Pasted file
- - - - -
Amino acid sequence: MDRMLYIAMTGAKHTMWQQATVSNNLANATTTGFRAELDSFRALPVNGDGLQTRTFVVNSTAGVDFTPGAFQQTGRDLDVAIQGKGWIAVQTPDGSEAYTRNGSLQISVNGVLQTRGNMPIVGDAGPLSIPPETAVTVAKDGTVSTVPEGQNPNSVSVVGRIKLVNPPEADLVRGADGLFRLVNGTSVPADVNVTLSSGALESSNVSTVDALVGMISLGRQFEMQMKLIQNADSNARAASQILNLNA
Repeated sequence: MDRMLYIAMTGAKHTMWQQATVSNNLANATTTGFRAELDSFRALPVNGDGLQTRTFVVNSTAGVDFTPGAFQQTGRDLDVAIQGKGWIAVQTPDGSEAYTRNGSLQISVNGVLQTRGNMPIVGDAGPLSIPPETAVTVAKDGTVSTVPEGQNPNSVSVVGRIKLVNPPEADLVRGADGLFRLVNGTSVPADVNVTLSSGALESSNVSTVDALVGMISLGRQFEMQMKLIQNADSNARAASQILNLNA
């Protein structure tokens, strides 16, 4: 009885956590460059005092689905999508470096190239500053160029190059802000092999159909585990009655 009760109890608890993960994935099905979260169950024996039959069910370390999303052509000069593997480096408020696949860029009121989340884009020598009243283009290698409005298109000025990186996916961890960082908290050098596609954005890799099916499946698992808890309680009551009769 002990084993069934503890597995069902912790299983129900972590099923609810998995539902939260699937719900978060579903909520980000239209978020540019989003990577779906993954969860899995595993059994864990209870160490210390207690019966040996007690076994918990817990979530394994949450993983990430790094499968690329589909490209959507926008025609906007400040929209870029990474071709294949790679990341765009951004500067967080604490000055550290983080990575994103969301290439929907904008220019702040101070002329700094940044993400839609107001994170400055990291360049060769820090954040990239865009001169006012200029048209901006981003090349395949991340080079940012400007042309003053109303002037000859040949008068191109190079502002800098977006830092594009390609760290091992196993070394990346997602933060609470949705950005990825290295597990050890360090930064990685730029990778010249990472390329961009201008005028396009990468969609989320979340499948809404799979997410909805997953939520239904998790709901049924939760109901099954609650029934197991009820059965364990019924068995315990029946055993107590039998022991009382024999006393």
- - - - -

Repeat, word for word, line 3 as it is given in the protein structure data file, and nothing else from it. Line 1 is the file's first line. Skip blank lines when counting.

């Protein structure tokens, strides 16, 4: 009885956590460059005092689905999508470096190239500053160029190059802000092999159909585990009655 009760109890608890993960994935099905979260169950024996039959069910370390999303052509000069593997480096408020696949860029009121989340884009020598009243283009290698409005298109000025990186996916961890960082908290050098596609954005890799099916499946698992808890309680009551009769 002990084993069934503890597995069902912790299983129900972590099923609810998995539902939260699937719900978060579903909520980000239209978020540019989003990577779906993954969860899995595993059994864990209870160490210390207690019966040996007690076994918990817990979530394994949450993983990430790094499968690329589909490209959507926008025609906007400040929209870029990474071709294949790679990341765009951004500067967080604490000055550290983080990575994103969301290439929907904008220019702040101070002329700094940044993400839609107001994170400055990291360049060769820090954040990239865009001169006012200029048209901006981003090349395949991340080079940012400007042309003053109303002037000859040949008068191109190079502002800098977006830092594009390609760290091992196993070394990346997602933060609470949705950005990825290295597990050890360090930064990685730029990778010249990472390329961009201008005028396009990468969609989320979340499948809404799979997410909805997953939520239904998790709901049924939760109901099954609650029934197991009820059965364990019924068995315990029946055993107590039998022991009382024999006393």